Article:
Acute Osteomyelitis

General characteristics

A single pathogenic organism usually is responsible for acute hematogenous osteomyelitis.

Single or multiple bones can be affected, with infection of multiple sites seemingly more common in children than in adults.

There are three main routes of contamination:

• Hematogenous infection (infection via bloodstream from sources such as pharyngitis, pyodermia, otitis) • Spread from an adjacent infection (e.g., sinusitis, or cutaneous or dental infection) • Direct implantation of infectious material (penetrating injury)

The fourth route is postoperative infection, which may occur by the above-mentioned three principal routes. Osteomyelitis often manifests as a severe clinical illness, with swelling and fever. Local pain and reduced range of motion of an extremity are suggestive of osteomyelitis. The metaphyses of the long bones are the most common site of infection. Since early treatment is required in order to avoid long-term sequelae, diagnosis should be made at an early stage. Conventional radiography may be negative for up to 14 days after onset of symptoms, whereas three-phase bone scintigraphy and leukocyte scintigraphy show early intense tracer uptake.

Imaging

In osteomyelitis, the amount of intramedullary fluid and inflammatory cells is increased. Therefore, MRI shows a signal intensity (SI) decrease in the bone marrow on T1-weighted images. In T2-weighted images, the inflammatory process results in high signal intensity, so that contrast between inflammation and normal bone marrow is reduced or absent. This is also true for contrast-enhanced T1-weighted images. Thus, short-tau inversion recovery (STIR) and proton density (PD) fat-suppressed sequences are highly sensitive for the detection of osteomyelitis; in these sequences the inflammatory process shows high signal contrasted against the low signal of normal bone marrow. Also, contrast-enhanced T1-weighted fat-suppressed images are excellent for the detection of osteomyelitis. Inflammatory tissue is depicted with strong contrast enhancement, and abscesses are clearly visualized with marked enhancement of the abscess membrane.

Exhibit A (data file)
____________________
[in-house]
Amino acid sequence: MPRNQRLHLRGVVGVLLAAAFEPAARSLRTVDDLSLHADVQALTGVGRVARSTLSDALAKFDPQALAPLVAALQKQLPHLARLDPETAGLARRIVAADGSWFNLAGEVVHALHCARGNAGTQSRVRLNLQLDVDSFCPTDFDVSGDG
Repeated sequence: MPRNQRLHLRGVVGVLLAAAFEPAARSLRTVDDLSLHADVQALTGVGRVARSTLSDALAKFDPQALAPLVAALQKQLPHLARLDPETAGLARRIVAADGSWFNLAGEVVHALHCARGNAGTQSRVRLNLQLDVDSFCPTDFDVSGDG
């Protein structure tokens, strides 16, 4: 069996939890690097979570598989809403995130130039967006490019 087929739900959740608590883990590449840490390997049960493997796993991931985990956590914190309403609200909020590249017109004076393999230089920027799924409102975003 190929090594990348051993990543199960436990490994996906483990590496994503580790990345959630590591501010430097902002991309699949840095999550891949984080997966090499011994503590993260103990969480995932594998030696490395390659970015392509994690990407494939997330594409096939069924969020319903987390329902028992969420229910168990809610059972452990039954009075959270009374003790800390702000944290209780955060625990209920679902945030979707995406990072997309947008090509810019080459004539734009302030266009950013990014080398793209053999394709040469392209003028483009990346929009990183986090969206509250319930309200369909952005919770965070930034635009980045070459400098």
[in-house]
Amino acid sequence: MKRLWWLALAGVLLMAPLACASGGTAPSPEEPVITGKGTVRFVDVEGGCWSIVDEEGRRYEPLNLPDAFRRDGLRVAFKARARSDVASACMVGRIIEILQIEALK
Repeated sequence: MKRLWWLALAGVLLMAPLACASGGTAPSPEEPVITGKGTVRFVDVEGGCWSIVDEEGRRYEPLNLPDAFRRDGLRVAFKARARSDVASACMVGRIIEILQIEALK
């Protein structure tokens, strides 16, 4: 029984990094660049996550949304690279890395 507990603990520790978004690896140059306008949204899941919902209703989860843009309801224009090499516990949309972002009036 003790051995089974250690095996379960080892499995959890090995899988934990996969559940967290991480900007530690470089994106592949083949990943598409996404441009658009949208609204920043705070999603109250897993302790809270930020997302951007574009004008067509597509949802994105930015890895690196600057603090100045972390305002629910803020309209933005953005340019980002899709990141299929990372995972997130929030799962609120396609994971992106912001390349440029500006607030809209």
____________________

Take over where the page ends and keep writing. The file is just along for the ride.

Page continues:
Any extraosseous spread of infection is best detected on STIR, PD fat-suppressed, and contrast-enhanced T1wfat- suppressed images; it might be missed in non-enhanced T1-weighted images. In contrast to the SI increase in tumors, the SI increase in paraosseous soft tissues is indistinct and poorly demarcated from the surrounding muscles and fat. If a soft tissue abscess is present, then demonstration of its fluid content and surrounding abscess membrane allow for clear diagnosis.

In order to select the appropriate therapy, it is essential to differentiate between isolated soft tissue infection, osteomyelitis with concomitant soft tissue infection, and osteomyelitis alone. MRI is superior to all other imaging methods in making this distinction. Especially in patients with diabetes, this differentiation is crucial because local operative procedures together with antibiotics for a short time are sufficient therapy for soft tissue infections, whereas more extensive surgery and long-term antibiotic therapy are required when bone also is involved.